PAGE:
This article explores how the spatial qualities and diversity of one of Belfast’s main arteries, North Street/Peter’s Hill, was transformed by urban planning decisions throughout the twentieth century. It looks specifically at how a car dominated planning system contributed to the deterioration of the street fabric. The analysis of historic maps and plans enables to point out how the function and dimensions of the buildings, based on ideas of plot-based urbanism, have contributed to the vibrancy of North Street/Peter’s Hill, and how the more recent transformation of those functions and dimensions damaged these streets. The article acknowledges that streets are made of the social and cultural context in which they exist, while their form and function is instrumental to their embedded public life.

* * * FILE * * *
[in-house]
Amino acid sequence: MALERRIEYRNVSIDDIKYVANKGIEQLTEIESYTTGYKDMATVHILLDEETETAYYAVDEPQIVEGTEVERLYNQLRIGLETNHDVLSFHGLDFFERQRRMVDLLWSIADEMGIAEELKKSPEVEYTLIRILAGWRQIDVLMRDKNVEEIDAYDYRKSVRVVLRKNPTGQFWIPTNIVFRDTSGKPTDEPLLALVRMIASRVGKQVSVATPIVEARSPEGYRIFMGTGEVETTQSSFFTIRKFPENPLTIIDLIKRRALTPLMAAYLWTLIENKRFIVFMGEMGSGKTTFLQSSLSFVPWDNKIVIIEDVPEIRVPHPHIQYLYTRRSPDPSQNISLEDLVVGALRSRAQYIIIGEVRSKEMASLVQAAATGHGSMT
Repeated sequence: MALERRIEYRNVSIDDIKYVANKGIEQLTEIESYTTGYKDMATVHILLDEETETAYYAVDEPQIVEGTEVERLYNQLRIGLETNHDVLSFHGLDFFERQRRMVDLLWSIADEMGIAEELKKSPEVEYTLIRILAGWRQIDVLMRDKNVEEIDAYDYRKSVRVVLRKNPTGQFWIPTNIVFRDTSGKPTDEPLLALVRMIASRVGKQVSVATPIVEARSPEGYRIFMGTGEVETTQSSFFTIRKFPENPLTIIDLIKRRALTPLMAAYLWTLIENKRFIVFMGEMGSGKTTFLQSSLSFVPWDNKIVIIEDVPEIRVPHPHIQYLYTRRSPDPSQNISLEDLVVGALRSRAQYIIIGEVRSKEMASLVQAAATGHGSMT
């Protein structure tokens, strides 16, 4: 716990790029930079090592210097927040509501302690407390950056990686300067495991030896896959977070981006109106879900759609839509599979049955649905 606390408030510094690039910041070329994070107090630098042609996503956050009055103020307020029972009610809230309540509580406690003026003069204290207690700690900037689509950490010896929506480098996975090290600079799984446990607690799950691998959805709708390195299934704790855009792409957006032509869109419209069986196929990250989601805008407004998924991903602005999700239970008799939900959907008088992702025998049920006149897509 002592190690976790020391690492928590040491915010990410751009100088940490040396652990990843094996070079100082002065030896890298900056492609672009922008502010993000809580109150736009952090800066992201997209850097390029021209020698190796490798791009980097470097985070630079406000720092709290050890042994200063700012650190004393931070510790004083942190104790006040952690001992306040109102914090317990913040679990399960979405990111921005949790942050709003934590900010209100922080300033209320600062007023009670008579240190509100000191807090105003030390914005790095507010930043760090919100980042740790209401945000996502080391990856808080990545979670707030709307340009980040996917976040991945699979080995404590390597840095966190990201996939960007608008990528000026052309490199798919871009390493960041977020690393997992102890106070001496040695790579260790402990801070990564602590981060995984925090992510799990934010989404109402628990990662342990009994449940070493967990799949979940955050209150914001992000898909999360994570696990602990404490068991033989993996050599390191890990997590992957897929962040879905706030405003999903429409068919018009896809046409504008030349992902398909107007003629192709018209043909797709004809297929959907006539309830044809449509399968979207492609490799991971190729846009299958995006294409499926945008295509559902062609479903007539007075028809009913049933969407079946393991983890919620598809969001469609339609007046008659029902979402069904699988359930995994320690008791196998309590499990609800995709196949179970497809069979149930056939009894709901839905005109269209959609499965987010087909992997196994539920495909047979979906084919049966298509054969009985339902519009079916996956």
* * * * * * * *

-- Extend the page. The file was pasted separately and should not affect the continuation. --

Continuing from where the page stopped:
|Number of pages||27|
|Journal||Spaces and Flows|
|Publication status||Published - 01 Sep 2017|